Younger adult person is a person who turned 18 but not yet 21 years of age at the time of committing a criminal offence, to whom court may pronounce educational measures consisting of special obligations, increased supervision and juvenile imprisonment. In case a perpetrator has not turned 21 years of age yet, court may also pronounce educational measure of assignment to a centre for disciplinary development and correctional institution measure. To a perpetrator who turns 21 years of age during the trial, court may pronounce imprisonment instead of juvenile imprisonment sentence, within the boundaries that apply for the duration of juvenile imprisonment.




Person reported as known perpetrator is an adult perpetrator of a criminal offence against whom proceedings based on crime report and interlocutory proceedings have been concluded with a decision by which either the crime report is rejected, or the investigation was interrupted, or the investigation was terminated, or indictment was submitted.




Person reported as an unknown perpetrator is, starting with the 2015 reference year, an unknown person who has been reported for a criminal offence to the public prosecutorís office.




Accused person is an adult person against whom an indictment, accusatory motion or private suit is filed before the court, against whom criminal proceedings have been concluded with a valid court decision by which the proceedings are terminated, indictment is dropped, the person is acquitted, the accusation is rejected, a mentally incompetent person is assigned to a coercive accommodation or outward treatment or a perpetrator is convicted.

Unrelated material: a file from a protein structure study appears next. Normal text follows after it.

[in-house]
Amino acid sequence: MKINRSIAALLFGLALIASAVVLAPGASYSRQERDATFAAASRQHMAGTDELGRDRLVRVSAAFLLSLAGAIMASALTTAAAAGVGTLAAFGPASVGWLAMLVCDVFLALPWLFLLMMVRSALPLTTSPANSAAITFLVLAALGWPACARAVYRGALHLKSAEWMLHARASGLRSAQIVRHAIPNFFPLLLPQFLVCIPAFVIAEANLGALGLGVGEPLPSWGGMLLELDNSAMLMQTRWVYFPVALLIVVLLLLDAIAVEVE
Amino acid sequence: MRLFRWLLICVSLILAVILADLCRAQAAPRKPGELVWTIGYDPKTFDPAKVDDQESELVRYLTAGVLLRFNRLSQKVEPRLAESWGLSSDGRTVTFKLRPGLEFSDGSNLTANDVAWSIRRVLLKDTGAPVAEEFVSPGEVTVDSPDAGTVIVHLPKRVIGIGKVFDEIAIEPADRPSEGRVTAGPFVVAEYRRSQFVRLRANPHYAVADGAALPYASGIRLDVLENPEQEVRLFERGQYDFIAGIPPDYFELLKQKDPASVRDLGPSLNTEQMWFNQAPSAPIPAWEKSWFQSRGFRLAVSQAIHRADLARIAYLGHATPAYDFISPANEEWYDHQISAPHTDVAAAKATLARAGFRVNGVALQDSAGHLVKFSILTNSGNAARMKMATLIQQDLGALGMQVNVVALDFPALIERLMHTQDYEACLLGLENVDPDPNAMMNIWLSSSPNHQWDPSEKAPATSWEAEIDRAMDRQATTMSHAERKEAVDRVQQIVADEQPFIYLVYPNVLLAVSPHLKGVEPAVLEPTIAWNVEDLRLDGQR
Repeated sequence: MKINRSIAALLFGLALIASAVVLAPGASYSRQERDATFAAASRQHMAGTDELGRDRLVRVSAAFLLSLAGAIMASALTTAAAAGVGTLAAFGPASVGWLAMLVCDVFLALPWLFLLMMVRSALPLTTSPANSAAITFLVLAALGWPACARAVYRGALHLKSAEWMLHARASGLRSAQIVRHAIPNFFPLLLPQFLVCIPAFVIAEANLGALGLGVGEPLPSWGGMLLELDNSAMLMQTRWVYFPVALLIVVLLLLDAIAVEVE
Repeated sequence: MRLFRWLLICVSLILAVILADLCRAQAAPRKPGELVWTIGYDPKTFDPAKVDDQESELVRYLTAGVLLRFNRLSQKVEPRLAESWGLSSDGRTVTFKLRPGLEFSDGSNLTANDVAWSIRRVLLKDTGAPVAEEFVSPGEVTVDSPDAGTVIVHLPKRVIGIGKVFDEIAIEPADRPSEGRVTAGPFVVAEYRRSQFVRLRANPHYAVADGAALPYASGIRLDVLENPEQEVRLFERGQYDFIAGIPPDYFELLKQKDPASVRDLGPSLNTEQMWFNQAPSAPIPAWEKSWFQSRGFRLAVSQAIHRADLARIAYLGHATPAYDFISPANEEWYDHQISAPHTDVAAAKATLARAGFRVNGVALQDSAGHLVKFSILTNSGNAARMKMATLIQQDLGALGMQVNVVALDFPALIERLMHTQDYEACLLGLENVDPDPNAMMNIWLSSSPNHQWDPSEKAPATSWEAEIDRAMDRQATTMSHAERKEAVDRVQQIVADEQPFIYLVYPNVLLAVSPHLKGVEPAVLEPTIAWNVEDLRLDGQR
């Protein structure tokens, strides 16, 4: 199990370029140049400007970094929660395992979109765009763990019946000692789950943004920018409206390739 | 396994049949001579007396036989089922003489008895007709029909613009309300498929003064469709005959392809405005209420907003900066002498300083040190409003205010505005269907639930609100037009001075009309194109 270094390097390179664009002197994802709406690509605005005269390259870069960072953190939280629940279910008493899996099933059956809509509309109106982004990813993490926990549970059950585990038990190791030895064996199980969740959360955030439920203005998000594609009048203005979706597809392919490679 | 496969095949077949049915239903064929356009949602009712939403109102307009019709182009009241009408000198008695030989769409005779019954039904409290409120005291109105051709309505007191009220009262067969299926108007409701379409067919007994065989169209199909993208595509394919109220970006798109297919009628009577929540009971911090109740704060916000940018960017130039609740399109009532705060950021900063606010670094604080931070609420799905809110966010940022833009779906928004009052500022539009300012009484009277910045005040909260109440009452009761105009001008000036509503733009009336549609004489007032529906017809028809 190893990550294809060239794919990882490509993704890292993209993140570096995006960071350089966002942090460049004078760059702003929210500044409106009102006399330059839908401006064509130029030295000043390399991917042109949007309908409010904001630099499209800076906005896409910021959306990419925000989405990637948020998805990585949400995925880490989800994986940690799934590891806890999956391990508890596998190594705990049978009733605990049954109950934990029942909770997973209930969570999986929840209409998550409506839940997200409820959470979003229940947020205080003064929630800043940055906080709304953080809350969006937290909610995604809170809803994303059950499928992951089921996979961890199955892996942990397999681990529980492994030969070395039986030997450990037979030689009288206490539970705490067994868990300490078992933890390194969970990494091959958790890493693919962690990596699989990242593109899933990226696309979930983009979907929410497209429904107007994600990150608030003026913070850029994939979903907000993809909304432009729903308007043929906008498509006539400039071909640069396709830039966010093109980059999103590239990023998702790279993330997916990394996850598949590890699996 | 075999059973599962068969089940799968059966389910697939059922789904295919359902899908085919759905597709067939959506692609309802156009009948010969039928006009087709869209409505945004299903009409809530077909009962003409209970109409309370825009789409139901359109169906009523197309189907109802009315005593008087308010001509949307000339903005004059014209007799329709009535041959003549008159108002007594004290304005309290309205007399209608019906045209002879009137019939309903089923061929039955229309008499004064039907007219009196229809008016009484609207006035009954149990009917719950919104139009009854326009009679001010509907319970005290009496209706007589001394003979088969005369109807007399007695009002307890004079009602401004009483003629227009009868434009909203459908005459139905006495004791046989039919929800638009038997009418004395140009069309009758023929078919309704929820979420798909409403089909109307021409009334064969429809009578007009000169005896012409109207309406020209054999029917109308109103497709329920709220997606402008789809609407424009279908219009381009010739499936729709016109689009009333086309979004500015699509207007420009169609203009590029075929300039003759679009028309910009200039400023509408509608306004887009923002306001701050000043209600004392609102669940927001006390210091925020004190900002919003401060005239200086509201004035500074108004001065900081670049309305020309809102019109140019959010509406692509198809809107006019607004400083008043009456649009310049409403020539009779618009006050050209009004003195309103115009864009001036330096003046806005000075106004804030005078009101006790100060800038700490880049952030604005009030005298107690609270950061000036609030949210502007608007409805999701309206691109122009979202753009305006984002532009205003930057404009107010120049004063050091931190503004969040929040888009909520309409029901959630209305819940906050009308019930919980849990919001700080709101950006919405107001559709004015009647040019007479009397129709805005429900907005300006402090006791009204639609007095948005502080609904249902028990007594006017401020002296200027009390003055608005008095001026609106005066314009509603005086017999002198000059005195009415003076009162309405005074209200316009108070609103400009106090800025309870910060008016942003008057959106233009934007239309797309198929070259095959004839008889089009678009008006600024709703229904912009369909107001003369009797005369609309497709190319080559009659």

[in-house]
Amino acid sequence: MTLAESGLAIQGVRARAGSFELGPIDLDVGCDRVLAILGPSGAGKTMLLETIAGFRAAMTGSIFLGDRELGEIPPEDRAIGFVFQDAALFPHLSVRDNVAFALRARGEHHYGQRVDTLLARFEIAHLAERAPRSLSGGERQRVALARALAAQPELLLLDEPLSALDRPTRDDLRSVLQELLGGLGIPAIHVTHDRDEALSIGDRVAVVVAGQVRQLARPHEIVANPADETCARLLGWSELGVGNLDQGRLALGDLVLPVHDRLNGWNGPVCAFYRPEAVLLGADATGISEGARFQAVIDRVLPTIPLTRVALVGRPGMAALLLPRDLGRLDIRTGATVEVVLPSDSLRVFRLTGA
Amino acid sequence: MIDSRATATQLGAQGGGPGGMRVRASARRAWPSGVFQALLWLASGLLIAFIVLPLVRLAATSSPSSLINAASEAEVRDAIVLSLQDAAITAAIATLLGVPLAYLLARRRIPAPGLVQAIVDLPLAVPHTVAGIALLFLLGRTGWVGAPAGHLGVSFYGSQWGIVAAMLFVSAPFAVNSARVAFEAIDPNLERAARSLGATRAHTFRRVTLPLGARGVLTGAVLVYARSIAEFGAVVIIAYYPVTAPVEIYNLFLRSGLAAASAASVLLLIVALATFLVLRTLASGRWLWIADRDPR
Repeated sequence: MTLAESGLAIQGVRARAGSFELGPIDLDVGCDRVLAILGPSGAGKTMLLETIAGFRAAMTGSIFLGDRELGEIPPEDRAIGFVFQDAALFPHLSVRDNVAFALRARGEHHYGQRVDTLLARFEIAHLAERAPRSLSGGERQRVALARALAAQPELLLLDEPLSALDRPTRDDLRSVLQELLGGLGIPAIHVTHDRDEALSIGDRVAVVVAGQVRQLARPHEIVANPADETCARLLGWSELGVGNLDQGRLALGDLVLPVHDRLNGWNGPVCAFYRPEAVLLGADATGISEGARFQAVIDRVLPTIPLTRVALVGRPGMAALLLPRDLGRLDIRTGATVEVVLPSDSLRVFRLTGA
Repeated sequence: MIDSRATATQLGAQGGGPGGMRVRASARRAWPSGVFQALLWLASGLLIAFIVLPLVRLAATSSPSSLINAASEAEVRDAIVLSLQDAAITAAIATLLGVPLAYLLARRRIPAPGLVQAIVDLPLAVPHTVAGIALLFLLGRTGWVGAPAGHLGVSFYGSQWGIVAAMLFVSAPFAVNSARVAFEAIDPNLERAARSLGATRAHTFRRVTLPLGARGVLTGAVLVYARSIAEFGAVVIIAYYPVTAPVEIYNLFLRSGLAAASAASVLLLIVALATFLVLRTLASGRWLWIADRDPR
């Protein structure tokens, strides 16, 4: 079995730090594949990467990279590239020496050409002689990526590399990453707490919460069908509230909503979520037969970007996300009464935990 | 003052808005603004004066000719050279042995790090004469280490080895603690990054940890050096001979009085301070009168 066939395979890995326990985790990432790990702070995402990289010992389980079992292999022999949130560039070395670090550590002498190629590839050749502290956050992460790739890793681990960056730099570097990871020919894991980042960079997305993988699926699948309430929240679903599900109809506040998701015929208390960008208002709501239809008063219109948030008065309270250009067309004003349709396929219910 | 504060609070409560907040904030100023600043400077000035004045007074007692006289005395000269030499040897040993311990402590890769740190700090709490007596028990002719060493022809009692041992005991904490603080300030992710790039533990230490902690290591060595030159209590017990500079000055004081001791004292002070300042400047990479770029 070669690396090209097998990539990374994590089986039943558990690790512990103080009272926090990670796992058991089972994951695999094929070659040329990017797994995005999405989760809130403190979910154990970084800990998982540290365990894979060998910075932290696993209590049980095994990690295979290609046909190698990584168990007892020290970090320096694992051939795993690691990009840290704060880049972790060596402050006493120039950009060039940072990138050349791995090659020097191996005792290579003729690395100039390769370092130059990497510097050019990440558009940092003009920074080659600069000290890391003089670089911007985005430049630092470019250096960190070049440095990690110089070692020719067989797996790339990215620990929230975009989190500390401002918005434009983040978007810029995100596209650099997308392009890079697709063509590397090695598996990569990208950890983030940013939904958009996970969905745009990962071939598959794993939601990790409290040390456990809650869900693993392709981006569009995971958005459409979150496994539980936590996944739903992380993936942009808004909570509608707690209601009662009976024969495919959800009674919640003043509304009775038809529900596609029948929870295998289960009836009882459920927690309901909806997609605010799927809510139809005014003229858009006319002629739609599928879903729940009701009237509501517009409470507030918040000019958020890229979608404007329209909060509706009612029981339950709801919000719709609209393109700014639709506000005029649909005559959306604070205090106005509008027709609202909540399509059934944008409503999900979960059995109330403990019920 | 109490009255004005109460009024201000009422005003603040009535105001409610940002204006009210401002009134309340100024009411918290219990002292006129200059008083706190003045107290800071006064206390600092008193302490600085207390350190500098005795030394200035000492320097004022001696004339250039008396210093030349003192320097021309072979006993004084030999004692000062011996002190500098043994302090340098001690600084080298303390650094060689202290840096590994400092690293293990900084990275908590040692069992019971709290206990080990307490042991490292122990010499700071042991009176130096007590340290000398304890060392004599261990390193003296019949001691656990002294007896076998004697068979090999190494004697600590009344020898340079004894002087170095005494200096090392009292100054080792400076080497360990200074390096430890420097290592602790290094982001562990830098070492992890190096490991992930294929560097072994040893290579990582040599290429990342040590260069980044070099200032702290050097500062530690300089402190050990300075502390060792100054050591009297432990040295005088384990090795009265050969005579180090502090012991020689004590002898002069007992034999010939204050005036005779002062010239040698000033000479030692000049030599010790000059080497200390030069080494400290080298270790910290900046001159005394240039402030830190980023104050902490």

Convicted person is a convicted adult person against whom the following criminal penalties or other measures have been pronounced: imprisonment, fine, educational measures, judicial admonition (milder act principle) and a convicted person, but no sentence has been imposed.


The perpetrator of a criminal offence is sentenced by a court within the limits prescribed by law regarding the committed criminal offence. In doing so, the purpose of sentencing and all circumstances that influenced the severity of the penalty are taken into consideration. The criminal penalty may be reduced even below the minimum foreseen for a certain criminal offence if conditions for the reduction are provided for in Articles 48, 49 and 50 of the Penal Code.